Sunday, 3 January 2010

Leon Golub
Interrogation II 1981
Acrylic on Linen 305 x 426 cm
Irish Museum of Modern Art
19 September 2000

This was an immense exhibition of over 80 piaintings by this American artist and the first time I had seen his work first hand or in reproductions.

Totally unprepared, the shock of seeing so many of these larger than life scale paintings of oppression and cruelty was palpable. Golub's massive unframed canvasses depict scenes of mercenary killings, torture, and death squads. The show made me feel uncomfortable long after I had left and I could have chosen many individual works to write about, but this one stuck in my mind.

Like the other 38 large scale works it is on unframed but primed canvas that like sailcloth has had large eyelets attached to allow the work to be stretched. He works from an image bank of collected newspaper and magazine clippings and photographs of various body types, violent acts, and weapons. Then using these photographs as models, he draws directly onto the large canvas and then applies layer upon layer of paint, scraping back and reworking the surface in the process. The result is an expressionist surface where the figures, although unified by the process, lack any modelling making them as flat as the space they occupy.

The interrogators of the title are not specifically located, but through the device of flattening the image plane with the red oxide ground and cropping the legs, a continuity of space is suggested between them and you, the viewer. This breakdown of the gap, the enlargement of the protagonists and the direct eye contact they make suggests not only their power, but also makes you feel involved and complicit.

This ability to take the viewer into areas restricted from the public gaze took a dramatic shift with the images of torture that came out of Abu Ghraib in 2004, making Golub’s images of Mercenaries posing for the viewer/camera seem prescient. However, this need to expose the suppression of similar kinds of torture by the state is not new in art and Goya’s Disasters of War series of etchings from 1808-20 are clearly an influence on Golub’s work as might be Max Beckmann’s 1919 painting The Night.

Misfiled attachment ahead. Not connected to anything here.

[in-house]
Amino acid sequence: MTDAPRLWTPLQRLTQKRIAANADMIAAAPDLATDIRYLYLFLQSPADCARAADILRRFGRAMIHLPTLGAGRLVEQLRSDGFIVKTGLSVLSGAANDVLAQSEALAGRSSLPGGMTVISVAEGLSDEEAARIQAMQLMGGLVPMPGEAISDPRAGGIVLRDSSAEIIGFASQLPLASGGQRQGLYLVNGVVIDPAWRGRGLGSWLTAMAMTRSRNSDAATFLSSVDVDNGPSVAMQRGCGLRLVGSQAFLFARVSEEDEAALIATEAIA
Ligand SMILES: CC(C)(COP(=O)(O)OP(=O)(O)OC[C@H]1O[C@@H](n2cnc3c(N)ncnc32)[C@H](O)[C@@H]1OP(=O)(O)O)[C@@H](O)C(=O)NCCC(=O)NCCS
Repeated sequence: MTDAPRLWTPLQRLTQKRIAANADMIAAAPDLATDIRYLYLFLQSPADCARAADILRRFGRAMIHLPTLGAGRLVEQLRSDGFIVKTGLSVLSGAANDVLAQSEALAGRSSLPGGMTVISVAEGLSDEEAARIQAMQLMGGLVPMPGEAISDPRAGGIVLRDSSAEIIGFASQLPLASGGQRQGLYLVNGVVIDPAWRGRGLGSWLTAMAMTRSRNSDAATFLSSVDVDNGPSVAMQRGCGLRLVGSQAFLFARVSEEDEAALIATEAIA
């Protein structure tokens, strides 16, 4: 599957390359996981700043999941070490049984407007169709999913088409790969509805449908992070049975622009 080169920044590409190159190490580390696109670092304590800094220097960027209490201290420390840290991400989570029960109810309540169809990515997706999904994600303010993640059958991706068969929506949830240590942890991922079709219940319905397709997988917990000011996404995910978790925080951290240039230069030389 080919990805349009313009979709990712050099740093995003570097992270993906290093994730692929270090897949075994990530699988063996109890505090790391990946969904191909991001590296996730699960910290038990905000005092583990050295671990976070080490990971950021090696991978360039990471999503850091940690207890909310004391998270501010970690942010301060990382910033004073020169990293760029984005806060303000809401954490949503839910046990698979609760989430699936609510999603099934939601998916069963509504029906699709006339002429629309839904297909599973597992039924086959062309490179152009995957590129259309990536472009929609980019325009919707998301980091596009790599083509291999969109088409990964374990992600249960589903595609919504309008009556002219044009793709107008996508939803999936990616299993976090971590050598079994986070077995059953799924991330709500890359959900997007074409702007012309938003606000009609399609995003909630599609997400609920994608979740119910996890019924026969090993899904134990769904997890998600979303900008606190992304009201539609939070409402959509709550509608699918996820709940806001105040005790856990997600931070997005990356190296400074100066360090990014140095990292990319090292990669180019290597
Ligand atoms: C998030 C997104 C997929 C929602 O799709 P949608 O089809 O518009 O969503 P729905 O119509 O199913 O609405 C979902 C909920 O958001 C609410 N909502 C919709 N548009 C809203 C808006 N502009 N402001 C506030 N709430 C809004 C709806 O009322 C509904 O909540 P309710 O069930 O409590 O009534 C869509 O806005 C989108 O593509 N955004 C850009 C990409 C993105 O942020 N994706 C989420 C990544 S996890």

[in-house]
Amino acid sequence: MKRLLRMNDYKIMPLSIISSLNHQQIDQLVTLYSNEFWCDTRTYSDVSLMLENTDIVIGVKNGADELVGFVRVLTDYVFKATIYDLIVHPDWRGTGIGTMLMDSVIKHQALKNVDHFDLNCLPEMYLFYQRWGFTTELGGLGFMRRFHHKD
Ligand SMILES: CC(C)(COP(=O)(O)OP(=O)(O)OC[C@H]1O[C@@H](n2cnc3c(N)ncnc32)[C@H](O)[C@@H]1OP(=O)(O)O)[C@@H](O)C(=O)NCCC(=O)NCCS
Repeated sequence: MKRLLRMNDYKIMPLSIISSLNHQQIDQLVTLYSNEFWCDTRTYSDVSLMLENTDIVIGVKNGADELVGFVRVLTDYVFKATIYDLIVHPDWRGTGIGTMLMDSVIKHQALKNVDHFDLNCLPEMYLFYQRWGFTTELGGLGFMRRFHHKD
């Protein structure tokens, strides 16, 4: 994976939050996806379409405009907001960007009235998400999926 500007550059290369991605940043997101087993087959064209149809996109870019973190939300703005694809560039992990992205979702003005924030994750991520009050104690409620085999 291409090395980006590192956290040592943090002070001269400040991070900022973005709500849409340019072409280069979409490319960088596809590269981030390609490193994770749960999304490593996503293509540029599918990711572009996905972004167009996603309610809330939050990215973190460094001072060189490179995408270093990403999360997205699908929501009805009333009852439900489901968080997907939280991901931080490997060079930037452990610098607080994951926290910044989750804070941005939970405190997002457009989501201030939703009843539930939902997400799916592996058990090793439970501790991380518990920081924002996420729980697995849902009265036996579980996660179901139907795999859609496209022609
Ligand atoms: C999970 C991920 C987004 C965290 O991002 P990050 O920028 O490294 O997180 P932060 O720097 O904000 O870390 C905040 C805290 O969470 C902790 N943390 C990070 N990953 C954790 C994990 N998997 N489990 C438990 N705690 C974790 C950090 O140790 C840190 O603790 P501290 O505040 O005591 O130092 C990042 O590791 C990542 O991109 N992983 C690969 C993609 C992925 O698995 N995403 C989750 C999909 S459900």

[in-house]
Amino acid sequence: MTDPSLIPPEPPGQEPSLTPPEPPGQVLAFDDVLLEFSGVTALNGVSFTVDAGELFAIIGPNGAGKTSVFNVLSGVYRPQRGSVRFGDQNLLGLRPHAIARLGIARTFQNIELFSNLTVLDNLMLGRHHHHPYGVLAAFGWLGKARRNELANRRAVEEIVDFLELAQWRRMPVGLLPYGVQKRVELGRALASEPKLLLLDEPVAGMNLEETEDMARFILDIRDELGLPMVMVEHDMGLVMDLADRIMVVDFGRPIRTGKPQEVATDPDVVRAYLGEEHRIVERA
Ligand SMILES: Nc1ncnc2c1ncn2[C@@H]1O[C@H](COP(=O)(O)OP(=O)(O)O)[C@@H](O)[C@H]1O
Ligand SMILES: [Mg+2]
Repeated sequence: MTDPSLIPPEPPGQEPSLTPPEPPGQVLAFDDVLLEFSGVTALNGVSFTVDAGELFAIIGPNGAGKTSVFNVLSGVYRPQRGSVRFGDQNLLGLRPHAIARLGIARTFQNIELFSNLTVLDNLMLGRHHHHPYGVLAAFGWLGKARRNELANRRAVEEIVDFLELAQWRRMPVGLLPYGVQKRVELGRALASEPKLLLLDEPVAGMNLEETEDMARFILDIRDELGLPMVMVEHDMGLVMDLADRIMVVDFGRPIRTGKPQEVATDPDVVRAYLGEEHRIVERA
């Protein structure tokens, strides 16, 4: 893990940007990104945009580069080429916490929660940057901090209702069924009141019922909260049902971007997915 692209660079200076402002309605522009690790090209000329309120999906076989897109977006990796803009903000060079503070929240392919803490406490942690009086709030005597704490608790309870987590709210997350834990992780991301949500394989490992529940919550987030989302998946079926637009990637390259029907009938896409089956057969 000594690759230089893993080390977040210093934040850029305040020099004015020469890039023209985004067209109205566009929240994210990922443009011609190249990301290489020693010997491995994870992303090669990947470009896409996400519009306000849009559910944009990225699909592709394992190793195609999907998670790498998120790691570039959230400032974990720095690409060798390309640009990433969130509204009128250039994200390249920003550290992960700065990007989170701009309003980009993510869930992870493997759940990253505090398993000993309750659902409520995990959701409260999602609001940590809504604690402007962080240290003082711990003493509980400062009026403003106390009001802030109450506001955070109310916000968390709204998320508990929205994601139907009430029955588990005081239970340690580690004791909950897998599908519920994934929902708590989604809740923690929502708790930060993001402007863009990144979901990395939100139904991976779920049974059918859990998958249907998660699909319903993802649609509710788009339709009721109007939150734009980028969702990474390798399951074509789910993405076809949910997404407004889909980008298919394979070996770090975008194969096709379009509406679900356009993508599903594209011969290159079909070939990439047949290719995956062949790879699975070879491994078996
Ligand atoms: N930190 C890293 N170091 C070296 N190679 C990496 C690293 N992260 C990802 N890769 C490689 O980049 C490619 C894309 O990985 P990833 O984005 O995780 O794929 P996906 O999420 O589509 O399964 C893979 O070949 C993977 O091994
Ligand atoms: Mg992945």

Unlike those works and despite a process that implies loss (the painting and scraping back of the image, eroding and reconstructing the image) I don’t find the image melancholic. Is this something to do with the denial of the victim’s identity? Perhaps the victim as a sacrifice allows him to become a scapegoat and we fail to identify with his suffering.

These are not images to be seen in a book, as the predominant aura comes from the power of the mercenaries and their invasion of the viewer’s space and the work requires the audience's participation to make it complete. Consequently, whilst we may deplore the torture, part of us is relieved that it’s not us under the hood, and the knowing looks of the men drive home our complicity in the almost pornographic action. Maybe that’s the inherent sadness of the image, not man’s inhumanity to man, but the fact that like hard core pornography it is supposedly done for our benefit?

©blackdog 2009

1 comment:

  1. Wie soll ich ein Bild betrachten,
    bei dem ich am liebsten die Augen verschließen möchte,
    nicht so wie der eine, dem die Augen verschlossen wurden,
    blindlings ausgeliefert nun der Folter und Tyrannei
    dieser vier Männer, in deren lachende, gleichgültige, coole Visagen ich eine reinhauen möchte....
    oh nein, ich will nicht aggressiv werden, nur Zeitzeuge sein
    und mitempfinden mit diesem einen, der nichts sehen kann, aber alles fühlt und leidet.
    Sind es nur Männer, die so grausam sind?

    Your description and interpretation of this painting whose violence and torture I hardly can look at is informative and very sensitive! The last thought ("pornography...benefit") sounds strange to me! In any case- "man's inhumanity to man"- and we are often spectators and audience, indeed, unable and unready to help and to prevent!